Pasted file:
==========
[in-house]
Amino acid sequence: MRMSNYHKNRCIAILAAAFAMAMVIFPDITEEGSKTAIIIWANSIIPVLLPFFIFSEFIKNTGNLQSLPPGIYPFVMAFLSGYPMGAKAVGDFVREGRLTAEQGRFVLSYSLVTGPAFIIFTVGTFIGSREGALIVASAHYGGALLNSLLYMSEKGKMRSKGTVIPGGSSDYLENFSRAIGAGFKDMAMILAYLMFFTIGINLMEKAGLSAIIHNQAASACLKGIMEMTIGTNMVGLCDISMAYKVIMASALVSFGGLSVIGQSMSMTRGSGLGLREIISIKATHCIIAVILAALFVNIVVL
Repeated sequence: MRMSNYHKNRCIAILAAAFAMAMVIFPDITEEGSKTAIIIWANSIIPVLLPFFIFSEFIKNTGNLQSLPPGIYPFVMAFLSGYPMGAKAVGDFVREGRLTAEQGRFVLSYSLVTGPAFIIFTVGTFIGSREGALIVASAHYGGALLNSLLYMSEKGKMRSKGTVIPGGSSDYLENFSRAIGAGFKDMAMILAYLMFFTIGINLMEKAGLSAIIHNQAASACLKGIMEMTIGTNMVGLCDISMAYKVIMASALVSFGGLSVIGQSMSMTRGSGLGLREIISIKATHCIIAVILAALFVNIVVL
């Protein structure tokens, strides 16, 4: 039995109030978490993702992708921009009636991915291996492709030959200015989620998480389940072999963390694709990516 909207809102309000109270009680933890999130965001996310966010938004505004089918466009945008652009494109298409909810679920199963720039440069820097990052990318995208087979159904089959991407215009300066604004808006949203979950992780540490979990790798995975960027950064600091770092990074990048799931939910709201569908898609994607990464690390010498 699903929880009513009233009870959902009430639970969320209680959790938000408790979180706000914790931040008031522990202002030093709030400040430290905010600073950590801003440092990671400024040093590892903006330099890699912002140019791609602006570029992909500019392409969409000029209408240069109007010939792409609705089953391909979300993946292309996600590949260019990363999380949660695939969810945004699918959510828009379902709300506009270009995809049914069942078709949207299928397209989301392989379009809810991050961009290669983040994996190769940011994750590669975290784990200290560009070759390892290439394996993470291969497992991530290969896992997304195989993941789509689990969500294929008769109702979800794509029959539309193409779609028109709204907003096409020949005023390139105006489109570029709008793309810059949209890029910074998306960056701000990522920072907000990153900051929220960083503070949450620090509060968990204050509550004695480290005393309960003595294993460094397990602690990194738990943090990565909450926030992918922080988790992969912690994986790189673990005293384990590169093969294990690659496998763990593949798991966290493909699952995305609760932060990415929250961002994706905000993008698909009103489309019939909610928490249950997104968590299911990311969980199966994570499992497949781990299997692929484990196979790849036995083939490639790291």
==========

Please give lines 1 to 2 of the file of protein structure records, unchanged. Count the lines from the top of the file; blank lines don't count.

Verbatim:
[in-house]
Amino acid sequence: MRMSNYHKNRCIAILAAAFAMAMVIFPDITEEGSKTAIIIWANSIIPVLLPFFIFSEFIKNTGNLQSLPPGIYPFVMAFLSGYPMGAKAVGDFVREGRLTAEQGRFVLSYSLVTGPAFIIFTVGTFIGSREGALIVASAHYGGALLNSLLYMSEKGKMRSKGTVIPGGSSDYLENFSRAIGAGFKDMAMILAYLMFFTIGINLMEKAGLSAIIHNQAASACLKGIMEMTIGTNMVGLCDISMAYKVIMASALVSFGGLSVIGQSMSMTRGSGLGLREIISIKATHCIIAVILAALFVNIVVL